Unbelievable performance from Fleetwood Mac. They really don’t make ’em like Stevie Nicks anymore. Make sure to watch the whole song.
I feel like I’m just marking memorials these days. First singer Kate McGarrigle (RIP post here), now Big Star frontman Alex Chilton.
A couple of years ago I wrote a post about my surprise at learning that the Alex Chilton I knew for “Thirteen” and “The Ballad of El Goodo” had been a teen idol with The Box Tops. Check out the post and many Youtubes here.
She seemed so happy: she was going to put the situation out of her mind and drink up the world to her fullest. She travelled back and forth to Europe, she saw my and Martha’s shows, she went on a grand tour of the world, she swam in lakes in the country. She was a true individual, unique.
-[son] Rufus Wainwright
[audio:09%20Swimming%20Song%201.mp3|titles=Swimming Song|artists=Kate & Anna McGarrigle]
Rare early footage of my favorite Aretha Franklin song, “One Step Ahead.” She must be about 20 years old here. The video is from before she signed with Atlantic Records, when she was still with Columbia, in the early ’60s.
Mos Def sampled “One Step Ahead” in 1999 for “Ms. Fat Booty” – a bit different feel, but also a great track.
mp3: Aretha Franklin – “One Step Ahead”
mp3: Mos Def – “Ms. Fat Booty”
Second in an apparently ongoing series of mine in which I post two things, one of which is a Lady Gaga video.
Like science fiction inspiring the direction of space research, we’ll soon have great video remixing tools to scan and search footage for patterns of dialogue and cadence. And it will all be due to this video:
Both via Fimoc.
One of the perks about growing up in Seattle in the 90s was being in the right place at the right time, music-wise. I was a freshman in high school when I went to one particularly legendary rock show — Nirvana’s record release party for Nevermind, held at Beehive records (Peaches) in Seattle.
It was awesome – hundreds of fans jammed into this random record store for the all-ages show – we must have gotten there early because I don’t think I was even ten feet from the band. Things got pretty crazy considering it was in a fluorescent-lit record store at 7:30pm — a mosh pit started up and people were actually crowd surfing in the store.
After the show, the band hung out outside for a while. I got them to sign the flyer for the show, a full-page ad on the back of the Rocket or some other weekly. Krist and Dave were friendly and kidded around with me, Kurt stood back a bit. And then it was over, and time for homework and dinner with my mom. I skipped school a week or so later to go buy the album when it was officially released…and it was 1991, so yes I bought the TAPE.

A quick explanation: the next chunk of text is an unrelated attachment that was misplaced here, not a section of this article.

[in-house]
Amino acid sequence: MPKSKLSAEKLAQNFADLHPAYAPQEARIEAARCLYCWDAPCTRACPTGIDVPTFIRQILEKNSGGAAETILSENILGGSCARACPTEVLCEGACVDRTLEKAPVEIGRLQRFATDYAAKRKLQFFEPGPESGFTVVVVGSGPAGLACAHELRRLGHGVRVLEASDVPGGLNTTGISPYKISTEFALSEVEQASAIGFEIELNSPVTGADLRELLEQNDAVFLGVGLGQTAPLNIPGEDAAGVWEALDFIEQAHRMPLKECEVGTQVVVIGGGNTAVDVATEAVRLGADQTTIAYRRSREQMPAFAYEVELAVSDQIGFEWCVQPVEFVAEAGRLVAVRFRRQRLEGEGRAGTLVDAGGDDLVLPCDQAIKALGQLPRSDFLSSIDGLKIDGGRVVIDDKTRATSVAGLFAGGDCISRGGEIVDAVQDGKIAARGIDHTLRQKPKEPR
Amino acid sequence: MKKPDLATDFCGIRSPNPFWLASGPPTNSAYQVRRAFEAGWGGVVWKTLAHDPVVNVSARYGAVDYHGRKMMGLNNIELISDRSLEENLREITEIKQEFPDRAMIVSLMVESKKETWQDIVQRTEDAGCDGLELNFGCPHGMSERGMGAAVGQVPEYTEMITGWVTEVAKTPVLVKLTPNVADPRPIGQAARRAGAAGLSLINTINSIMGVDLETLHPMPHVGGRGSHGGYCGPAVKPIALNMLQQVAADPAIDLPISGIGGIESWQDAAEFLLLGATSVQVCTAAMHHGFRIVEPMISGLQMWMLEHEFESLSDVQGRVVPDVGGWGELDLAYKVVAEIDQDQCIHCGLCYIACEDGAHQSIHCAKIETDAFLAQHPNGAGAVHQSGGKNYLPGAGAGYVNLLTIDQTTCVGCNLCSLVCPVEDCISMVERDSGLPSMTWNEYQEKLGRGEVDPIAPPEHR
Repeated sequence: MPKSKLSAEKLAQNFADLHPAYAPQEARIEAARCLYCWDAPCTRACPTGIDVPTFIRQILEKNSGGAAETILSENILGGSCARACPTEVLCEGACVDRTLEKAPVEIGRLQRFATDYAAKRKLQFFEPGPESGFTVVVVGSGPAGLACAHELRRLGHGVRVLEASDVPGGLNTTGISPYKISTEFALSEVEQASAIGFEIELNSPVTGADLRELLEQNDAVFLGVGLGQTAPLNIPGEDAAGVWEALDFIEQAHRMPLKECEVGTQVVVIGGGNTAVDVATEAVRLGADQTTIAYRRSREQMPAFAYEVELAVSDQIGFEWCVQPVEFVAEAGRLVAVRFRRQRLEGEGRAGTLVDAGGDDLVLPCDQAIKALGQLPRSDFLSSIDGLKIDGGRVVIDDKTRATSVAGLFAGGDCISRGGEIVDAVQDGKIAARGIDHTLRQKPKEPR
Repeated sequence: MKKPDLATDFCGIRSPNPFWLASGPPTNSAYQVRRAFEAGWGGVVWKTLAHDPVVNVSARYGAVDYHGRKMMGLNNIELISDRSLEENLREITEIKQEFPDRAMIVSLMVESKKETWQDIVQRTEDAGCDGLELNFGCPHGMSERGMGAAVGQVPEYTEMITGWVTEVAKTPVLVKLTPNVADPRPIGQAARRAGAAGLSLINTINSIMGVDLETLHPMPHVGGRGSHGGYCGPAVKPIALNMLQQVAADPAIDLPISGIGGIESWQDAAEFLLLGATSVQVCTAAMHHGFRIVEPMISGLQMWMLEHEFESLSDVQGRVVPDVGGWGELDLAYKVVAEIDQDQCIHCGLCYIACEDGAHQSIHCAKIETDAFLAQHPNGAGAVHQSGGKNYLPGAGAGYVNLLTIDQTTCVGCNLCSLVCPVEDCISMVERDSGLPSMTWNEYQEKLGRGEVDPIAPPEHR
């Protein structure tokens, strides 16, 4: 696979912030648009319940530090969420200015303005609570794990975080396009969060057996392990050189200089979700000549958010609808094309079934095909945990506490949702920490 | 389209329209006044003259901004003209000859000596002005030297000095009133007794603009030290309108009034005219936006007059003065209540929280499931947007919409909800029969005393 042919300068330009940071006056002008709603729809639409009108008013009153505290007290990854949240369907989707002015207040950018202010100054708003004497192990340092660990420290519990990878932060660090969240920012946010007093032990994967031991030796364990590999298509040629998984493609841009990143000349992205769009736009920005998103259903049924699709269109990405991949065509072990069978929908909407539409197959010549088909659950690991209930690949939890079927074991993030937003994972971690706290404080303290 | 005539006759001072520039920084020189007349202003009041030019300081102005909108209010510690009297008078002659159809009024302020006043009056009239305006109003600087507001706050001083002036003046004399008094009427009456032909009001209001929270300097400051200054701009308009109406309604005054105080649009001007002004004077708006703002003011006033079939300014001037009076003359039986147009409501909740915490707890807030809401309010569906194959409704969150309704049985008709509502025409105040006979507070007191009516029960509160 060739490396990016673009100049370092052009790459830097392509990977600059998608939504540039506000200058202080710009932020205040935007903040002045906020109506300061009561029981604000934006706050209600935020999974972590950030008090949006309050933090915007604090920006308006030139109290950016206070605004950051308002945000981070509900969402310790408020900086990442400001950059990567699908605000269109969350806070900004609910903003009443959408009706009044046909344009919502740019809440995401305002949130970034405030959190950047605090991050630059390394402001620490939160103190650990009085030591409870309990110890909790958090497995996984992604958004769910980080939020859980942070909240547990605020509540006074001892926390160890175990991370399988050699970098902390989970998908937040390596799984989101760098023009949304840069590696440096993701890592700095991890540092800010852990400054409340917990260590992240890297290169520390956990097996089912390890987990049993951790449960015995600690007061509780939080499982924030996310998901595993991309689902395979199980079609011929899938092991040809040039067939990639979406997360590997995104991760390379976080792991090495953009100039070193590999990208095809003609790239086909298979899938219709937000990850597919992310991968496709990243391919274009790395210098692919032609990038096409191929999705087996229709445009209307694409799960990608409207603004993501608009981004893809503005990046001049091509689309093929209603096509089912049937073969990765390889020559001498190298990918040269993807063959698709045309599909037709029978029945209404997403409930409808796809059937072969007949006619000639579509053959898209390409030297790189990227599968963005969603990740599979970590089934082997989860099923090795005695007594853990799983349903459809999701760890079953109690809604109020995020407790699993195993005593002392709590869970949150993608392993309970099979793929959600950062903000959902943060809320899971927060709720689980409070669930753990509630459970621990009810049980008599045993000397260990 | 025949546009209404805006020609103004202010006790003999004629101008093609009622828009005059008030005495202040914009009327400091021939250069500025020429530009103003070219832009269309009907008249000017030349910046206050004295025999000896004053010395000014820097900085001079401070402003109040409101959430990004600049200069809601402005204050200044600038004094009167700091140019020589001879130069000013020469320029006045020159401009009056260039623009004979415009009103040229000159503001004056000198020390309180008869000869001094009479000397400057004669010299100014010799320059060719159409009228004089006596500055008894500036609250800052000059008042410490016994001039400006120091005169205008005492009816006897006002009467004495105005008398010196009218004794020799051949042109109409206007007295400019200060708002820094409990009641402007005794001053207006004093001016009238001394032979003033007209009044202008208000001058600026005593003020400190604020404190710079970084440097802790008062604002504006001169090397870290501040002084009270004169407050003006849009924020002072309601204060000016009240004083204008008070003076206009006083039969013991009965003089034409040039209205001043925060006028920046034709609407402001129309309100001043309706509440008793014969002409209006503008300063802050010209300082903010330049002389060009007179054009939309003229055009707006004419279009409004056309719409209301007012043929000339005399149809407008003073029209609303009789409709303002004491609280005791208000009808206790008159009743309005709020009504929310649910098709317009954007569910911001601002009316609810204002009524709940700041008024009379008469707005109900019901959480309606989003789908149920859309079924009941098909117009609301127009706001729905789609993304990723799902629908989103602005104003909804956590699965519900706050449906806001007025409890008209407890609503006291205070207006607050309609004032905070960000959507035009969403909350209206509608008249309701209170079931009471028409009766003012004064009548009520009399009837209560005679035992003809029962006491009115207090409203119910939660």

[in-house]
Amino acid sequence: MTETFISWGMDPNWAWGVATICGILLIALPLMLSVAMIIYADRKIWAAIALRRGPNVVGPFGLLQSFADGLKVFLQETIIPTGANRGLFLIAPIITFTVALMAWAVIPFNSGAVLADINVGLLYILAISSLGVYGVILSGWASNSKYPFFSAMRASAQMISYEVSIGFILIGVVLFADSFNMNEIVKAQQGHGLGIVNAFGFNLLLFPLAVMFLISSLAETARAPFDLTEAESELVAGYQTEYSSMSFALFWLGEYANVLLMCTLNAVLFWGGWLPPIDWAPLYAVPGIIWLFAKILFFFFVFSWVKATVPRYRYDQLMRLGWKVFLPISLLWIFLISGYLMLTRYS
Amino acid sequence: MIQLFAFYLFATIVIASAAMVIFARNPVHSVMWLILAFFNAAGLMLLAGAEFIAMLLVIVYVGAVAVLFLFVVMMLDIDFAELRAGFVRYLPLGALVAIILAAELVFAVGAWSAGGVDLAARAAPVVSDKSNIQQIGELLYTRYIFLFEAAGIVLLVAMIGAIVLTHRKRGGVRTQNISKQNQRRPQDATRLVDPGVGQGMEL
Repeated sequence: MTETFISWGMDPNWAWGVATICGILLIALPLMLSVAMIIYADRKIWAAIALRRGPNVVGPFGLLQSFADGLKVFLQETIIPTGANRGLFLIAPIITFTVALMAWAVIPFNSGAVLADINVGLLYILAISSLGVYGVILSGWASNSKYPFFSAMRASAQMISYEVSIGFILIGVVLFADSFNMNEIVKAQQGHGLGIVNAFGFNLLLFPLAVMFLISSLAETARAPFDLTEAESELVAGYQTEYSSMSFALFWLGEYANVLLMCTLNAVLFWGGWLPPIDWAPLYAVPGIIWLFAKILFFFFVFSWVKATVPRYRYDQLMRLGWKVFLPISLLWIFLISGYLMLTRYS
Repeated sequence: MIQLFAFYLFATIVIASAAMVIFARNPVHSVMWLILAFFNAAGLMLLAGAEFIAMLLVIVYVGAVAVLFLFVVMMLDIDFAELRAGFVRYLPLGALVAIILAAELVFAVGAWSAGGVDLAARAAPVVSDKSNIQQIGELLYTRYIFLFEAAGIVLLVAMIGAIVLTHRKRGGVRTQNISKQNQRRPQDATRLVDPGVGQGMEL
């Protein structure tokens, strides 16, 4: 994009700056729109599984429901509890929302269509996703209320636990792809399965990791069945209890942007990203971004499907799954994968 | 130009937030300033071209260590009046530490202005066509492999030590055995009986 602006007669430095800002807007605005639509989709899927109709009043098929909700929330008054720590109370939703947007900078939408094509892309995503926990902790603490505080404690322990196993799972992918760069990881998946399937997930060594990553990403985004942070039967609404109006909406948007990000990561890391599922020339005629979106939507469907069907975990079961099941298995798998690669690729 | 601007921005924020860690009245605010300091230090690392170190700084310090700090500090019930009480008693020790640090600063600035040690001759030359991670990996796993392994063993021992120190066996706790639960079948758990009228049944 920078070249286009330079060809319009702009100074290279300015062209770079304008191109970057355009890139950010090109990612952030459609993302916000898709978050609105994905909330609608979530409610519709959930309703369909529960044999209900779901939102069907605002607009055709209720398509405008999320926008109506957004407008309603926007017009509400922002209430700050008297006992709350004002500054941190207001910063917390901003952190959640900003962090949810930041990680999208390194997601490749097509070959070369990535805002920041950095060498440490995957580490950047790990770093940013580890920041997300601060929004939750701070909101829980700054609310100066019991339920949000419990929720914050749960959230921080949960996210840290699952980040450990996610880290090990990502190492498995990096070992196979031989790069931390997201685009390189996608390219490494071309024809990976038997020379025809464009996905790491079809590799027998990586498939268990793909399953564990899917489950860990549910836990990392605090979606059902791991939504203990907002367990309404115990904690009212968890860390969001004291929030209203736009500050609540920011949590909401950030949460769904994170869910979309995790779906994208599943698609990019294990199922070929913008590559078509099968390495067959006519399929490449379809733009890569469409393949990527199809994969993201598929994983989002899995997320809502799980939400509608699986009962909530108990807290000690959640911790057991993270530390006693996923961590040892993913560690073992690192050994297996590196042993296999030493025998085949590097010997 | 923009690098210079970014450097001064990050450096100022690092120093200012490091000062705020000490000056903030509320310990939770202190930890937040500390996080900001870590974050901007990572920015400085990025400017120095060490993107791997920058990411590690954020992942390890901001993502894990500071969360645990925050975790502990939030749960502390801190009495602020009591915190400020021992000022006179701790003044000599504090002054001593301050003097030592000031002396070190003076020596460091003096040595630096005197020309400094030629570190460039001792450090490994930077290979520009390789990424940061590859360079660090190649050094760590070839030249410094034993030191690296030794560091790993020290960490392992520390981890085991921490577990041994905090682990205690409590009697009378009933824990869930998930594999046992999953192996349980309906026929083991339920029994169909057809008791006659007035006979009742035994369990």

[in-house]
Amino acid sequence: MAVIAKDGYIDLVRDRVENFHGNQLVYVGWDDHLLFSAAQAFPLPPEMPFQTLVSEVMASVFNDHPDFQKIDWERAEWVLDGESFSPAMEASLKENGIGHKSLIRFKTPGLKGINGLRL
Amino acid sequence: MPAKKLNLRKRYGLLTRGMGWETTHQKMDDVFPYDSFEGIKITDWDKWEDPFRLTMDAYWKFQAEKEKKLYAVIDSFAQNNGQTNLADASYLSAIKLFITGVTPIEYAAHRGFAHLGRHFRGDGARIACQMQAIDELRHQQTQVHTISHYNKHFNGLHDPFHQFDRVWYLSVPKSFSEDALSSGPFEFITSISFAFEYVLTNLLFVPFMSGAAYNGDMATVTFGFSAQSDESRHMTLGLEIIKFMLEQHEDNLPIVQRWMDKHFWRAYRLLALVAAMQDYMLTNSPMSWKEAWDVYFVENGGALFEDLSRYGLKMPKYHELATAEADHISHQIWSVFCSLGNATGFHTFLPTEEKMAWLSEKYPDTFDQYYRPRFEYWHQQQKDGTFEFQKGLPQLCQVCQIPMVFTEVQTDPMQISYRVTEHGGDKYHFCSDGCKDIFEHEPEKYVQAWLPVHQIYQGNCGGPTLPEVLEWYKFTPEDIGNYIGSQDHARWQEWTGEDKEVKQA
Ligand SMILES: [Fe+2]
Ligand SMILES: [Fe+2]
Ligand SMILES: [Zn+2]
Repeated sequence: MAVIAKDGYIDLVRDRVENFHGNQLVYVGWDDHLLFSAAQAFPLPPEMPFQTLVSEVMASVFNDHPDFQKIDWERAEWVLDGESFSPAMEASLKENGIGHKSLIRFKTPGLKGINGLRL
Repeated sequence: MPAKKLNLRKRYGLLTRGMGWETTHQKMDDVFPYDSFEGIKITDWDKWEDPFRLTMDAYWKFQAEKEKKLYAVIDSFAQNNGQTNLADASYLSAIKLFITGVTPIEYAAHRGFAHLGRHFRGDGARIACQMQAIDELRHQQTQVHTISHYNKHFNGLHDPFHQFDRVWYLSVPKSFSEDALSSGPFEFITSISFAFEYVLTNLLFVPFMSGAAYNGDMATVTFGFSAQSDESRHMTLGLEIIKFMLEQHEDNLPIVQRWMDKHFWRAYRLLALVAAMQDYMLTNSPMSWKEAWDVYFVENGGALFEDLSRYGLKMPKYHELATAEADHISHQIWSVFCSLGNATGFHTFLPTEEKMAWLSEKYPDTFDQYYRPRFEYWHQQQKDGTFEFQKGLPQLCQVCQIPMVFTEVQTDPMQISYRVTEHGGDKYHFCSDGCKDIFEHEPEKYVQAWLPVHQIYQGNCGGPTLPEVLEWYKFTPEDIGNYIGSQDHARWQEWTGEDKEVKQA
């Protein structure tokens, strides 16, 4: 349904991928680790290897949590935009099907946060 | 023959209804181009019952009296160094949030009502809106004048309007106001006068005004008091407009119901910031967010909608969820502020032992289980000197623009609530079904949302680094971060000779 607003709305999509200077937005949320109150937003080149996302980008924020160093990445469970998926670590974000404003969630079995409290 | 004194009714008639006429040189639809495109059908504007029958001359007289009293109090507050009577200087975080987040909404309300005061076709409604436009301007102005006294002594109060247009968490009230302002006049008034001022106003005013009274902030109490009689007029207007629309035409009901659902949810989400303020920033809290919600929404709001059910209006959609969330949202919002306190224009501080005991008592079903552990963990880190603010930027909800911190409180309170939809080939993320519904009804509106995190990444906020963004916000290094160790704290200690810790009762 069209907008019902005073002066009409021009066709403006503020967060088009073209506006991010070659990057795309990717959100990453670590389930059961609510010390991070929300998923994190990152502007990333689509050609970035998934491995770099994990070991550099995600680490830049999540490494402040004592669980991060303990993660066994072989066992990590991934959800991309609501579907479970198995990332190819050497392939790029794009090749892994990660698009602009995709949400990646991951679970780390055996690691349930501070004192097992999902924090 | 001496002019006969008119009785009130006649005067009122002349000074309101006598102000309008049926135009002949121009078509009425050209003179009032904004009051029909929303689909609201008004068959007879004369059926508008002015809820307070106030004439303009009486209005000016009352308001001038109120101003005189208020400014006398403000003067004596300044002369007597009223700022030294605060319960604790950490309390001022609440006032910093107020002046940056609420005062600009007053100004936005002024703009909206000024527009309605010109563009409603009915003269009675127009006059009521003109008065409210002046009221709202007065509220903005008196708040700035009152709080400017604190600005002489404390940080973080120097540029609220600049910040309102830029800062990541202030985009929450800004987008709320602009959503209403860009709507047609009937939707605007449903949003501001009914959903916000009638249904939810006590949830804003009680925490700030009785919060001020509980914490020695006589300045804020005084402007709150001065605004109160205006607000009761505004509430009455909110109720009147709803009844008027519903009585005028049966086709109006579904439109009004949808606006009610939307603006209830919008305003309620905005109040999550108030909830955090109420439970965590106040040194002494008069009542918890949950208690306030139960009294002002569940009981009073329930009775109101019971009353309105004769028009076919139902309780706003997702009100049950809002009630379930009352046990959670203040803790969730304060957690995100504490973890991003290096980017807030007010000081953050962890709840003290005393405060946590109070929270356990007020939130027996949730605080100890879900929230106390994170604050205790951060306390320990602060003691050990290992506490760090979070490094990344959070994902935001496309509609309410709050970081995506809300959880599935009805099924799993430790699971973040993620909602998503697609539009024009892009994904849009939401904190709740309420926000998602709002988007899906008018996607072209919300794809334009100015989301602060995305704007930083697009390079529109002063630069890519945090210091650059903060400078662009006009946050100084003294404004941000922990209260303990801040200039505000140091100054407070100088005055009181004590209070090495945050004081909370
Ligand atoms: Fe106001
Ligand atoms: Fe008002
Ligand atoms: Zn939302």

“Smells Like Teen Spirit” – Nirvana at Beehive Records in Seattle, September 16, 1991:
“School” – Nirvana at Beehive Records in Seattle, September 16, 1991:
The story of the show, from a book about Nirvana:
And for diehard grunge fans, footage of the entire concert:
Mt. St. Helens Vietnam Band filmed this excellent video for their song “Albatross Albatross Albatross” in Washington’s San Juan Islands — partly at my family property on Orcas Island.
Update: Devin details the entire production process on Crunchgear.
My earliest memories of Michael Jackson’s music, like so many of us, are hard to separate from my earliest memories of music, period. Like every other kid who grew up in the 80s (really, from 1969 onward), I was steeped in it. Michael Jackson WAS pop culture. I moonwalked in front of the mirror. I measured the worth of a jacket by the number of non-functional zippers. Thriller was impossible to escape, and why would you want to?
That album was already a cultural phenomenon by the time I developed some musical awareness, but I remember all the Bad singles coming out one by one, and how captivating the videos were (Smooth Criminal!). My favorite memories of MJ, however, are the hours I spent driving around Montana for a summer job in college. I had a Jeep with a worn-out Jackson 5 tape on repeat, and the songs just kept getting better and better.
One week after his death, there has been an incredible outpouring of Michael Jackson memories and stories. Soul Sides and Allmusic have culled some of the most rewarding writing on MJ so far in a couple of link-heavy posts, and Pitchfork has an immense collection of MJ videos to get lost in.
I’ve been surprised at how much his death affected me. I guess I see him as a tragic figure, a uniquely American story of success and excess, and one of the last links to the now-fading Motown era. An unbelievable package of talent and ambition, driven by himself and others, isolated from normalcy, spiraling into the dark and bizarre. Yet somehow (despite this? because of this?) still able to connect with all of us. Literally, all of us — I’m sure he was the most famous person on the face of the earth. What a strange and rare creature.
Sinner or saint? More apt is artist and sinner. People want to simplify a truly complex life. We have to be sophisticated enough to acknowledge that greatness and a touch of evil dwelled in the man. I’ve always believed that transcendent art emanates from the purest, most evolved parts of our soul. But that highly spiritual achievement doesn’t absolve us of our daily misdeeds. To simply brand him a smooth criminal, as some have, or to overlook his tragic nature, as have others, is to deny his humanity. The meaning of Michael Jackson’s life — as a black man, a sexual being, a abused and abusing adult — will be interpreted to fit the prejudices of the speaker. His music — it speaks volumes.
Rediscovered this mesmerizing video from The Knife – I love how the tension builds.